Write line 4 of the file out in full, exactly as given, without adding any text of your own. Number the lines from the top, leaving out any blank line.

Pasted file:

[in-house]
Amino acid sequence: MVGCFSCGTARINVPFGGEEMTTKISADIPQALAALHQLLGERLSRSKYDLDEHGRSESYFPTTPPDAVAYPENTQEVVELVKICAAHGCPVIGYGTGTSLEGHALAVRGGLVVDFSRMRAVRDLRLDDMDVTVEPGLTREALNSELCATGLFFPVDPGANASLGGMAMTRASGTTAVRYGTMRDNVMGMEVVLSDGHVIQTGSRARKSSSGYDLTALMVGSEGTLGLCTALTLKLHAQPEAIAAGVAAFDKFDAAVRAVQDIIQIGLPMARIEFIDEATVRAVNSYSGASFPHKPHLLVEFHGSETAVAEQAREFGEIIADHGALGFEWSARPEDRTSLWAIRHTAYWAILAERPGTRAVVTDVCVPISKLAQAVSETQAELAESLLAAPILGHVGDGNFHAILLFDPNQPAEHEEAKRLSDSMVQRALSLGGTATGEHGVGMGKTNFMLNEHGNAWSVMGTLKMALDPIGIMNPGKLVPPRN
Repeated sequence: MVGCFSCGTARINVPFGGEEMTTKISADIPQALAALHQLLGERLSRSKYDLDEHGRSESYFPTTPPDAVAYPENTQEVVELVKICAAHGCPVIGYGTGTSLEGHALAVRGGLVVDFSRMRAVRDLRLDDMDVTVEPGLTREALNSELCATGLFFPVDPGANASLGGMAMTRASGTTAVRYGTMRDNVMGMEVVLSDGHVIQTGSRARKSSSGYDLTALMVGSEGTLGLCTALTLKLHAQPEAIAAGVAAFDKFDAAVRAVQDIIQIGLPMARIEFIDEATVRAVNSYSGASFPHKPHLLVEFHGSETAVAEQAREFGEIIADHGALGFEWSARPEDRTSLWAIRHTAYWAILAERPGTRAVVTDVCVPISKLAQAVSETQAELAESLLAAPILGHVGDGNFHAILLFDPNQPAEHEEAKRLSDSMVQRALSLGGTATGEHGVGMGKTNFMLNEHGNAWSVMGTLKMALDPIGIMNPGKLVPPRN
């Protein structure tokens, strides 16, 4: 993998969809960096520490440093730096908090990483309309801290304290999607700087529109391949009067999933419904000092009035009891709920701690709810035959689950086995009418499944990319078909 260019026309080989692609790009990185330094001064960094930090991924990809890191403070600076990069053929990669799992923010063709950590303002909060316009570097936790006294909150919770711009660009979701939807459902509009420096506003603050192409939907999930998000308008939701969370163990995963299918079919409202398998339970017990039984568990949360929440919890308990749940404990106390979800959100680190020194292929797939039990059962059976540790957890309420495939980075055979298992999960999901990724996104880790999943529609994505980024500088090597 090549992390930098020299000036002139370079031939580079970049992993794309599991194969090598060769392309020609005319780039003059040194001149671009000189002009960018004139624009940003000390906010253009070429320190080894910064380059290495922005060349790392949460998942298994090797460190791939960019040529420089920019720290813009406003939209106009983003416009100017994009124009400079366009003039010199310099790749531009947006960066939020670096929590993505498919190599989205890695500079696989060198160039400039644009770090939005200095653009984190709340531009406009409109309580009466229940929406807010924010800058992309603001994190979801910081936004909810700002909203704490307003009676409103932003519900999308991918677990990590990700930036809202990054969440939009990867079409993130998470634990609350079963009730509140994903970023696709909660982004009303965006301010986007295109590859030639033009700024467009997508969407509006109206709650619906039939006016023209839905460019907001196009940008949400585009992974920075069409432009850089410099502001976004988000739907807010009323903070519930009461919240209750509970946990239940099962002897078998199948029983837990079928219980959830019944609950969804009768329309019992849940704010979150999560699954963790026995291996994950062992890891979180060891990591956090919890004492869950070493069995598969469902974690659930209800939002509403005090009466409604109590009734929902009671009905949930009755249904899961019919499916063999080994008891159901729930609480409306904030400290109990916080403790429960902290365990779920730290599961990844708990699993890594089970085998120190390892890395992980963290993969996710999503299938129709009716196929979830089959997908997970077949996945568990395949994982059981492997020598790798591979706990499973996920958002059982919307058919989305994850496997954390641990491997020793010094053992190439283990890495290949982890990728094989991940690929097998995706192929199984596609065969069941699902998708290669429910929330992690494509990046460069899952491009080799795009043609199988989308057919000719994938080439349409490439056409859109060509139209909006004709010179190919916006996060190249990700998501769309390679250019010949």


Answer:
């Protein structure tokens, strides 16, 4: 993998969809960096520490440093730096908090990483309309801290304290999607700087529109391949009067999933419904000092009035009891709920701690709810035959689950086995009418499944990319078909 260019026309080989692609790009990185330094001064960094930090991924990809890191403070600076990069053929990669799992923010063709950590303002909060316009570097936790006294909150919770711009660009979701939807459902509009420096506003603050192409939907999930998000308008939701969370163990995963299918079919409202398998339970017990039984568990949360929440919890308990749940404990106390979800959100680190020194292929797939039990059962059976540790957890309420495939980075055979298992999960999901990724996104880790999943529609994505980024500088090597 090549992390930098020299000036002139370079031939580079970049992993794309599991194969090598060769392309020609005319780039003059040194001149671009000189002009960018004139624009940003000390906010253009070429320190080894910064380059290495922005060349790392949460998942298994090797460190791939960019040529420089920019720290813009406003939209106009983003416009100017994009124009400079366009003039010199310099790749531009947006960066939020670096929590993505498919190599989205890695500079696989060198160039400039644009770090939005200095653009984190709340531009406009409109309580009466229940929406807010924010800058992309603001994190979801910081936004909810700002909203704490307003009676409103932003519900999308991918677990990590990700930036809202990054969440939009990867079409993130998470634990609350079963009730509140994903970023696709909660982004009303965006301010986007295109590859030639033009700024467009997508969407509006109206709650619906039939006016023209839905460019907001196009940008949400585009992974920075069409432009850089410099502001976004988000739907807010009323903070519930009461919240209750509970946990239940099962002897078998199948029983837990079928219980959830019944609950969804009768329309019992849940704010979150999560699954963790026995291996994950062992890891979180060891990591956090919890004492869950070493069995598969469902974690659930209800939002509403005090009466409604109590009734929902009671009905949930009755249904899961019919499916063999080994008891159901729930609480409306904030400290109990916080403790429960902290365990779920730290599961990844708990699993890594089970085998120190390892890395992980963290993969996710999503299938129709009716196929979830089959997908997970077949996945568990395949994982059981492997020598790798591979706990499973996920958002059982919307058919989305994850496997954390641990491997020793010094053992190439283990890495290949982890990728094989991940690929097998995706192929199984596609065969069941699902998708290669429910929330992690494509990046460069899952491009080799795009043609199988989308057919000719994938080439349409490439056409859109060509139209909006004709010179190919916006996060190249990700998501769309390679250019010949």